Calls are growing for the former Kellingley workers to be given their final payout more than two years after the pit closed.
Thoresby Colliery in Nottinghamshire - the only other remaining deep mine in Britain - closed at a similar time and their workers have since received their cash.
Yet 300 former miners, staff and surface workers from the Yorkshire pit are still waiting for their settlement, despite a court ruling that the payments were owed.
In August last year the National Union of Mineworkers (NUM) won a tribunal against UK Coal Kellingley Ltd entitling the workforce to a final payment similar to that received by the Thoresby workforce because UK Coal failed to carry out proper consultation or explore alternatives to keep the pits open.
Yvette Cooper, MP for Normanton, Pontefract and Castleford had added her voice, saying: “The Government gave the extra payments to the Thoresby workforce without a murmur, but they’ve resisted help for Kellingley every step of the way.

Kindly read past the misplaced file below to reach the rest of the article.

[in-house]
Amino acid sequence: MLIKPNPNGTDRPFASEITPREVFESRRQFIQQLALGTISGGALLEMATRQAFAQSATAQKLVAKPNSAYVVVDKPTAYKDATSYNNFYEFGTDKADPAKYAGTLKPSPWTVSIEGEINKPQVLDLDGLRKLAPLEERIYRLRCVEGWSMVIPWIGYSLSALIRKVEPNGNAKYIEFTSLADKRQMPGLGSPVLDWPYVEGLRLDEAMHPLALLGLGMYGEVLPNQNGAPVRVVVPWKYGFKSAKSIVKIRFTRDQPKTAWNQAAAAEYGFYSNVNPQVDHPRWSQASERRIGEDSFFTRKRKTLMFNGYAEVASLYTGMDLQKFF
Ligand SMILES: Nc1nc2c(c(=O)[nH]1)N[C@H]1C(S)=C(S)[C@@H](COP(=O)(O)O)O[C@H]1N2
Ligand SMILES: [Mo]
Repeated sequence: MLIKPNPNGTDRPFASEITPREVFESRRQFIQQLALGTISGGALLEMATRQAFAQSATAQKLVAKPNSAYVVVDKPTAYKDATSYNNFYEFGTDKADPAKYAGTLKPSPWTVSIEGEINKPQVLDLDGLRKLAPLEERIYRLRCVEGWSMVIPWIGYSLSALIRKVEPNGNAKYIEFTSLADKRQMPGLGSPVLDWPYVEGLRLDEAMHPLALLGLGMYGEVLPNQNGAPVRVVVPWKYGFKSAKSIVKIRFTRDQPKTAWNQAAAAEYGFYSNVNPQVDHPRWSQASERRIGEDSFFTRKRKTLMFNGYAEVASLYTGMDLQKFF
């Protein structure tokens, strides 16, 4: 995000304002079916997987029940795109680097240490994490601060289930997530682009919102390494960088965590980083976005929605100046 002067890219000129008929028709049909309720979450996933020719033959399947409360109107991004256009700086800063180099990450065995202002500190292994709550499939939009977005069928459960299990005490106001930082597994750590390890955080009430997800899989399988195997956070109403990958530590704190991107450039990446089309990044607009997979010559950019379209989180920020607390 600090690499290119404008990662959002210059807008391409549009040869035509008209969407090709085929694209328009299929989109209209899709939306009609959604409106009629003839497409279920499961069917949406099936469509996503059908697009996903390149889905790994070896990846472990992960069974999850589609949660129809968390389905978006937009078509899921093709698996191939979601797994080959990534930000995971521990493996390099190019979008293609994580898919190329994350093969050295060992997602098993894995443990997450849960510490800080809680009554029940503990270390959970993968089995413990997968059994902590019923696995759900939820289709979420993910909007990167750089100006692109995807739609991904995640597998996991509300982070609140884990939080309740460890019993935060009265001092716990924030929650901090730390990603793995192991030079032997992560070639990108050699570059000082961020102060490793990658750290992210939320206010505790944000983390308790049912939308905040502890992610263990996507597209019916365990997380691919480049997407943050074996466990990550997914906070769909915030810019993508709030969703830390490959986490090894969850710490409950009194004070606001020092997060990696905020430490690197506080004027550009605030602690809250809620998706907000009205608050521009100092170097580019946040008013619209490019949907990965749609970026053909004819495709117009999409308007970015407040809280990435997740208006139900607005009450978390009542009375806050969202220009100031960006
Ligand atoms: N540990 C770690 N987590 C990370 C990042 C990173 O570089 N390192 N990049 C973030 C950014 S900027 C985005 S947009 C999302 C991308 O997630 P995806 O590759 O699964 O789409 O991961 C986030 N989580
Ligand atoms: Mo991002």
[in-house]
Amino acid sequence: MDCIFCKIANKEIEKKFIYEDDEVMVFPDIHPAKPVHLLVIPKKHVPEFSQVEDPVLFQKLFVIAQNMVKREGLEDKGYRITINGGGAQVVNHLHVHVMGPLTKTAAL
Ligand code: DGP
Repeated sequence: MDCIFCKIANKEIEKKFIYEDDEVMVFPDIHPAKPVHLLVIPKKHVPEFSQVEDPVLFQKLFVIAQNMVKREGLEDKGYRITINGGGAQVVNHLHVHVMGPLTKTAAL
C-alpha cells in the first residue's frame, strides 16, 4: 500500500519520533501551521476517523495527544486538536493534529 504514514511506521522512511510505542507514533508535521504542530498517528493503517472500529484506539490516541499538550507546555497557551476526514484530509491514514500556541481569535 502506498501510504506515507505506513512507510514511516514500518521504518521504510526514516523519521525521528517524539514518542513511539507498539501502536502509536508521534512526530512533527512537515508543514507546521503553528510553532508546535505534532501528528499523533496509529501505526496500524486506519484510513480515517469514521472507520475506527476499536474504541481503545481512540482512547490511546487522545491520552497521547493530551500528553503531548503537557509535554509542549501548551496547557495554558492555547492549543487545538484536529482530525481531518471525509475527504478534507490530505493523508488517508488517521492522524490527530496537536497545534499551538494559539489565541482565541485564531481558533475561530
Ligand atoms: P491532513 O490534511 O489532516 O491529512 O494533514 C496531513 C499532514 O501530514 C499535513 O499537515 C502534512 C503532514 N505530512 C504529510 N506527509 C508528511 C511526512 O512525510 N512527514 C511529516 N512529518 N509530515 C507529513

“I backed the NUM who rightly fought to get these payments in the first place, and it’s thanks to them that the first payments have been made.
“Everyone knows that the consultation by UK Coal and the government over the closure of Kellingley and Thoresby pits was a sham - and we also know they never properly looked at the investment options that could have kept Kellingley open for longer.
“The government failed to support the pit and now is failing the workforce - it’s outrageous.
“That’s why I’m demanding a meeting with the Energy Minister and campaigning with the unions to get the whole workforce the support they deserve.”
UK Coal, which ran both Kellingley and Thoresby, announced in 2014 that it had racked up huge debts due to the weak pound and the low price of coal around the word.
The company was then granted a multi-million pound bail out loan from the government for a staged closure of the pits.
Thoresby closed in July 2015 followed by Kellingley in the December of that year.